In rolling all of Don Giovanni's pairs of lovers into one couple Wolman had to cut and paste Mozart's arias. "Other postmodern interpreters only experimented with the staging and the set," he points out. "Peter Sellars, for instance, set his in a Bronx diner and used twins to portray Giovanni. That's a great concept, but he didn't reinterpret Mozart's music. In our case the music is streamlined through the use of modern technology to heighten the powerful inner struggles among the different aspects of the male and female psyches. I've rearranged Mozart, using him as a reference point in my commentary, just as the movies have abridged Shakespeare. In the opening number, for example, all the male parts are sung by the same baritone. Some of his lines have been recorded and stored in a PC. During performance, the recorded tracks will be manipulated and juxtaposed with live singing for spontaneous effect."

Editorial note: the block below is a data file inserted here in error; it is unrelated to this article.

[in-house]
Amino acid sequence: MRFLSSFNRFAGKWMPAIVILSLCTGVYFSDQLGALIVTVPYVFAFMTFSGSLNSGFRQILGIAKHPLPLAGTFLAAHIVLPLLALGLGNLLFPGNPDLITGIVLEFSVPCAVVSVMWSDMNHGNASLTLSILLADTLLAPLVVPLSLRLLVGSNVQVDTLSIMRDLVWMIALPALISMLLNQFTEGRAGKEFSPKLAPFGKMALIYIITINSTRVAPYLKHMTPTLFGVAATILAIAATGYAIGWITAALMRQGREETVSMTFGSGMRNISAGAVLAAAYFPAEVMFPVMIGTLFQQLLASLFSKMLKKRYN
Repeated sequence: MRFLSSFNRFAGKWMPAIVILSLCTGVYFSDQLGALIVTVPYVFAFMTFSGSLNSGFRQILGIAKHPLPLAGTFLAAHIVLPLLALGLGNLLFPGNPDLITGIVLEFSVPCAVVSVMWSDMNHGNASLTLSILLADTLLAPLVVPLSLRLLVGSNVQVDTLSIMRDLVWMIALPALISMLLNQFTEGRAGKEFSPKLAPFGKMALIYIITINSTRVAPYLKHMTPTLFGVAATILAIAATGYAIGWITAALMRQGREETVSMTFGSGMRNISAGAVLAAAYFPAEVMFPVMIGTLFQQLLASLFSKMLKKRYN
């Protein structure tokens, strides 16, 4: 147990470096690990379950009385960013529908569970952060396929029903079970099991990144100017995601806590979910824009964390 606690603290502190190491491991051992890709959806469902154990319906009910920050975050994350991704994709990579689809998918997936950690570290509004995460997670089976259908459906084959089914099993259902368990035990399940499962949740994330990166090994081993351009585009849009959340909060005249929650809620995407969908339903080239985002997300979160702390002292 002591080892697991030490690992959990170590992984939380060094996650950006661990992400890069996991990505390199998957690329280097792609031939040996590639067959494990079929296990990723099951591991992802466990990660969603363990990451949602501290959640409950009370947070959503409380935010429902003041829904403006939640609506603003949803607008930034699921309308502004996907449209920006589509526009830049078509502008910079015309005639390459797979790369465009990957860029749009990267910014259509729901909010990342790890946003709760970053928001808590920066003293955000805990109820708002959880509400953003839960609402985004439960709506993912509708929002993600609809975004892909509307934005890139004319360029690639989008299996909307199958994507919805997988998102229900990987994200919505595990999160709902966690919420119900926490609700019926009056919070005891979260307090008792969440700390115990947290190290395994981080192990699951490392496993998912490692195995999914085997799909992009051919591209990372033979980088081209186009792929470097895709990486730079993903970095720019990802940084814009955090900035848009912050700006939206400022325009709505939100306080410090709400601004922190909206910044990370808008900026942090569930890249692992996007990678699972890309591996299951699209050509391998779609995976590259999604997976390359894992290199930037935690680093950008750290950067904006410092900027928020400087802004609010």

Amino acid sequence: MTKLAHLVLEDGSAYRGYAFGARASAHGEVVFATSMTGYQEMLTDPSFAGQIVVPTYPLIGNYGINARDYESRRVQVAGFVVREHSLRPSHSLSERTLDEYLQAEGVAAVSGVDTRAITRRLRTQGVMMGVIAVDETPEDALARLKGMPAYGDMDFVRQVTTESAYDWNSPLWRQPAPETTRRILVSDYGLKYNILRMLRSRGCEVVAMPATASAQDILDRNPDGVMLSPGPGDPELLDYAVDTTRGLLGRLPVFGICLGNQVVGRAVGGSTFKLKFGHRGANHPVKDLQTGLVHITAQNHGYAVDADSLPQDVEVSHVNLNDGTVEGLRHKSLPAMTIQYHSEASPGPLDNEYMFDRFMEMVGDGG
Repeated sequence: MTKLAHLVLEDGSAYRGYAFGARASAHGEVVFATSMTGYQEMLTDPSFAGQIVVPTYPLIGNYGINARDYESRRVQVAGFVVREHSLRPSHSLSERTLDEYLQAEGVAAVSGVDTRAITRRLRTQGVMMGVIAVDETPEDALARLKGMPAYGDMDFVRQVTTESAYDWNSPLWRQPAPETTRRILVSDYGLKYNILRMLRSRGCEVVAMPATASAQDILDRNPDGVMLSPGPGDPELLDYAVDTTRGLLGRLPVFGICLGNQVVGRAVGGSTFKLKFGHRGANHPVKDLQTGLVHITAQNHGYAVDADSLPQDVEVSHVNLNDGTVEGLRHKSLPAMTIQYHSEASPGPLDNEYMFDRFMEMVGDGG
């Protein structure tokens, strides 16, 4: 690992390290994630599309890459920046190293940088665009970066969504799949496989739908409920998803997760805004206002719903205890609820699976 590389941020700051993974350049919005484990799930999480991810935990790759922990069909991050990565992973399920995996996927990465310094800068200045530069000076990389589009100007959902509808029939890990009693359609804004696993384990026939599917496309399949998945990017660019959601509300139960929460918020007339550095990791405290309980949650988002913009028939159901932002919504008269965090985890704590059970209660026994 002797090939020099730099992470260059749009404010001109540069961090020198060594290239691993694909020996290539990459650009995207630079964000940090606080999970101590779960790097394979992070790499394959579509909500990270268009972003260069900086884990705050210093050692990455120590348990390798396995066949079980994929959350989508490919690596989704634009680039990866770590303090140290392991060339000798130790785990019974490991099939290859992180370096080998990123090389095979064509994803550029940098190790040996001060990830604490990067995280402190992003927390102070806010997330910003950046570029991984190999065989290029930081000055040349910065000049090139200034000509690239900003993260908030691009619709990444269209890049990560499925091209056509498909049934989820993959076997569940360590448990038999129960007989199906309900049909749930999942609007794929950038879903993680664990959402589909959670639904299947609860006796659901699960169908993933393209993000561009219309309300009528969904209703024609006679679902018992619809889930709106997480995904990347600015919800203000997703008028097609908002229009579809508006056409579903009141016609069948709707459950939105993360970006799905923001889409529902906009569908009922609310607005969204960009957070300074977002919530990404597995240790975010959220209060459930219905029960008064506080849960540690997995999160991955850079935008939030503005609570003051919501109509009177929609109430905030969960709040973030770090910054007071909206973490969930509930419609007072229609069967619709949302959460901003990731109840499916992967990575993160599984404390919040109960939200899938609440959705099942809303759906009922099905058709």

Up to now Wolman's reputation has rested chiefly on his expertise in finding novel means of musical expression through electronic gizmos. Born and raised in Israel in a musical household, he was not at all enamored with technology during his conservatory days. In fact, he decided to enroll in a Dutch university's computer-music program in the early 80s just "to find out how stupid the whole practice is." Instead he became a convert and ever since has been pigeonholed as an electronic-music maven, hired first by Stanford, then Berkeley, and now Northwestern (to oversee its computer-music lab)--schools that pioneer and popularize the use of the latest computer and video technologies. "It's a nice niche to be in," Wolman says, "because many of my colleagues are intimidated by computers. But I feel uncomfortable being limited this way when people commission me to write pieces that include some sort of technology. I see the computer as a machine, not an aesthetics."